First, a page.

A project created by the writer along with Piro and few others such as economists, philosophers, musicians, “hard” scientists, willing to hybridize and intersect. Because we think that from the language contamination – arts and economy, management and humanities, physics and poetry, music and philosophy – very powerful incitements can emerge. The ones that are necessary to sustain questions and answers that are able to create another way to be together, different from the one that stopped working and is now characterized by a social impoverishment that has been lasting for a long time and is hard to drive out. Obviously, we do not know whether this challenge that is based on the cross of traditionally conflicting epistemologies could ever flourish in our country, cradle of the Renaissance. Someone is giving it a try, though, and that is a good sign and this manual plays its part, through the divulgation of a settled knowledge, able to enter our schools and universities, going beyond researchers’ debates and skirmishes. Re-launching what is solid in the past. And proposing, in a future edition, more exercises, to do online as well, with some instructions for the teachers. Working on this weaving. Erga were the endeavours realized for society and defence, through téchne (τέχνη). Ergon, through the technique, becomes virtue (aretè – ἀρετή): outcome of culture or nature. Then organon, work and thought instrument, therefore praxis. Nothing to do with “I am a practical guy, I deal with concrete facts” which is an abused slogan of these days used to sometimes cover thoughts and reflections that are always necessary for an aware orientation towards language and its use, facing the criticality with a long term inclination.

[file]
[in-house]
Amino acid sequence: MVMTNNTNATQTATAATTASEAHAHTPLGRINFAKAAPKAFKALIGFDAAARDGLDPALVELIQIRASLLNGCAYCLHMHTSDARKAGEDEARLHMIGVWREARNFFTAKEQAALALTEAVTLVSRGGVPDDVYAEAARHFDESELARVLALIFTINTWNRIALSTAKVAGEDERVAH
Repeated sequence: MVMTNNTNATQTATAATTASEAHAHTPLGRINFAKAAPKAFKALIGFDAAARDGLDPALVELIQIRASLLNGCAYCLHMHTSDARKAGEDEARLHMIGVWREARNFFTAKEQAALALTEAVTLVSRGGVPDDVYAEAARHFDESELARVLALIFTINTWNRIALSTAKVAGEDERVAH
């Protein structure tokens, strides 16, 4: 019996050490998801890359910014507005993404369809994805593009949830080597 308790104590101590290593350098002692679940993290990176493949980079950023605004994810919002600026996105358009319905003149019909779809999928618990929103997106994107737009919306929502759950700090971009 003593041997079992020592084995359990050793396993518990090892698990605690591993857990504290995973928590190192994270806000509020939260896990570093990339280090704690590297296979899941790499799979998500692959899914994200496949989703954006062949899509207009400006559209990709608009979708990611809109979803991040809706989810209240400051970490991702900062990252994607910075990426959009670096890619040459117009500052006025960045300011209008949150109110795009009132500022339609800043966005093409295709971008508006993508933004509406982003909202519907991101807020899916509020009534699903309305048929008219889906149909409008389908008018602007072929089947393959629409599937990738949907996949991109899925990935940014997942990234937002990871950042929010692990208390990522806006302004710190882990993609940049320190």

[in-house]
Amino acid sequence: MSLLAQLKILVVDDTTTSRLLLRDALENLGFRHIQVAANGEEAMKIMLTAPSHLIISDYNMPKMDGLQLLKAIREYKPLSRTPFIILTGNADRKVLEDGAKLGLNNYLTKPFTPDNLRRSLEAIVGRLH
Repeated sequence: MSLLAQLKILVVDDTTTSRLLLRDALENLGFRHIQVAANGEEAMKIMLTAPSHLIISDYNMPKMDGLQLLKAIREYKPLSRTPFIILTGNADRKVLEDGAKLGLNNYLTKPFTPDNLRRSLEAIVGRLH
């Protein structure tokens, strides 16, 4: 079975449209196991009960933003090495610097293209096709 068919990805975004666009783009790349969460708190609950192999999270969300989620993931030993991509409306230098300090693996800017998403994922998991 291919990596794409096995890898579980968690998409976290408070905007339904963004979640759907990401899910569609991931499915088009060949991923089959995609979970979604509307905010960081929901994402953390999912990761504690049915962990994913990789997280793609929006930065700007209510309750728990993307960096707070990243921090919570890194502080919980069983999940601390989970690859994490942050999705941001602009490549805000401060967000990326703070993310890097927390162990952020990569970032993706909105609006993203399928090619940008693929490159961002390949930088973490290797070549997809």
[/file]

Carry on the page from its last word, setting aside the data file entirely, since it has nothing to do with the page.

[1]  Inclita is a clever and lively young girl, who is sometimes absent-minded and often dissatisfied: she is the female character of the Manual for the Education to Critical Thinking. Colto is the male character: an old and wise man. Together, Colto and Inclita compose their dialogue. A fil rouge that is portrayed on the cover and, then, on the nine inner pictures, one for each chapter, in the brilliant and ironic project of Luca Carnevale, who accompanies us with his metanarrative. All of us: students, scholars, teachers, readers who are looking for a support to the Italian-style critical thinking.

[2] Manual for the Education to Critical Thinking, by Francesco Pino, Preface by Tullio De Mauro, Naples, 2015, Editoriale Scientifica, Collana punto org – managed by Luigi Maria Sicca

Translation by Riccardo Gileno
Proofreading by Antoinette d’Arbela